Data Protection Commissioner defends action on database
Helen Dixon addresses controversial collection of information in primary schools
Data Protection Commissioner Helen Dixon, at the publication of her office’s annual report. Photograph: Cyril Byrne
The Data Protection Commissioner has said any decision to take enforcement action against a State body or other organisation where there may be breaches of data protection law has to be at the discretion of her office.
Helen Dixon was speaking about her office’s engagement with the Department of Education in relation to the primary online database (POD) rolled out at the start of the current school year.
She recently found that the department did not have a statutory basis for collecting some of the personal information about pupils that schools were asked to include in the new database.
The department has said it needs the data for statistical and planning purposes. Following complaints from a small number of parents, however, the commissioner’s office engaged with the department and some changes were made to the project.
Asked why she had not taken action against the department in this case and why she had not ordered it to start again with a new database, Ms Dixon said that if her office had been satisfied the project didn’t have a substantial legal basis at the outset, she “wouldn’t have hesitated to call it”.
Pragmatic approachHundreds of thousands of parents had “legitimately engaged with POD” and the office had to take a “pragmatic approach” in terms of what purpose it would serve to halt it when “ the end result would be the same”.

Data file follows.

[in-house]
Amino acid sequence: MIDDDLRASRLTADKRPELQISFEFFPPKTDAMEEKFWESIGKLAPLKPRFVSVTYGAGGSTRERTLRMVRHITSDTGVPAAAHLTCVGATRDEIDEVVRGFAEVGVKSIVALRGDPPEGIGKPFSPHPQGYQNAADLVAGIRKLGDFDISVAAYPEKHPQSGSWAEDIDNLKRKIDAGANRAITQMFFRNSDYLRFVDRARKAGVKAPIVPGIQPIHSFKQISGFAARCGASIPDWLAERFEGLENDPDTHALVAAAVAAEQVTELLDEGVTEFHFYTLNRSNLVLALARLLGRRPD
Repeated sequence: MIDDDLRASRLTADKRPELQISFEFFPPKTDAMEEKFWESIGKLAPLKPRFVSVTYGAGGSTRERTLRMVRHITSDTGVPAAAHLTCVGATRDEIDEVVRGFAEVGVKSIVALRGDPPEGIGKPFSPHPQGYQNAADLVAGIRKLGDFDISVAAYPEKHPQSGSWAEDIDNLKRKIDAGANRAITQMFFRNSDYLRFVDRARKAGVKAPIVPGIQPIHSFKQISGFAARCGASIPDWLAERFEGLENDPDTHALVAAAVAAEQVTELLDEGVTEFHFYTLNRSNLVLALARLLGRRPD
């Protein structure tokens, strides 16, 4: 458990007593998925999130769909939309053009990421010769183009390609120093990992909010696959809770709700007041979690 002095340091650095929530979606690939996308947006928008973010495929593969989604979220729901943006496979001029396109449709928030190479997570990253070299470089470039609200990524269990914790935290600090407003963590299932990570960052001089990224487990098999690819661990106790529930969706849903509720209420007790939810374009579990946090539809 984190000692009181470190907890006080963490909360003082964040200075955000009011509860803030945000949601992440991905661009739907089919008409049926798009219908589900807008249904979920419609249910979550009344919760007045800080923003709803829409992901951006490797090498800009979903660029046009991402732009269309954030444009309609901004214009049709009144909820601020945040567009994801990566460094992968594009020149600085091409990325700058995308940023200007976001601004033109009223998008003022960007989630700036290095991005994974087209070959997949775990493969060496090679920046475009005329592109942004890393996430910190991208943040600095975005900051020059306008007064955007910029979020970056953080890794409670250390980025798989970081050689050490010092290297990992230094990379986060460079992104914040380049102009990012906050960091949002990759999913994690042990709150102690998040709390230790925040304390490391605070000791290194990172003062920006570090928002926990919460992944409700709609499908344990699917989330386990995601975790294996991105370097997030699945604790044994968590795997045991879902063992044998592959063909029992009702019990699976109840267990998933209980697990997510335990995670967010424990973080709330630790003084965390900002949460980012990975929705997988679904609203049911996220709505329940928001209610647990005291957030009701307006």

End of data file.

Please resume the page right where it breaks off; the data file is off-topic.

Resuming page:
“The office may prosecute, it may enforce; it also has an obligation to drive compliance. And in this case, we weighed up the level of non-compliance and we weighed up the approach of the Department of Education and we weighed up the issues that this would pose for all of the parents that had engaged with it and we took the approach that we did.
“It ultimately has to be at the discretion of the office in terms of all the circumstances of which we are aware and in terms of the level of non-compliance that we’re looking at.”
Asked whether criticisms by her predecessor Billy Hawkes of State entities and their sometimes poor attitude to personal data still applied, Ms Dixon said there were still issues and her office was targeting it as a “priority area for action” to try to improve outcomes. Ten of 27 formal decisions issued by the commissioner last year were against State bodies.
MultinationalsThe office committed a significant amount of time to its privacy audits and to engagement with the technology multinationals based in Ireland in 2014.
Ms Dixon said this engagement was designed to ensure the services such firms were rolling out in Europe as part of global product launches were compliant with European legislation and met the expectations of European citizens.
Difficulties in gaining access to personal information from organisations were the main source of complaint to the office last year, accounting for just over 54 per cent of the 960 complaints opened.
Complaints about unsolicited marketing by text and email accounted for 18 per cent of complaints, although the number of complaints had now fallen below 200.
A record number of notifications (2,264) about data breaches involving personal information was received last year. The increase was largely accounted for by an increase in the number of cases where the wrong personal information was sent by post or email.
In 2014, the commissioner also successfully prosecuted private investigators who had “blagged” personal information from State bodies and passed it to credit unions.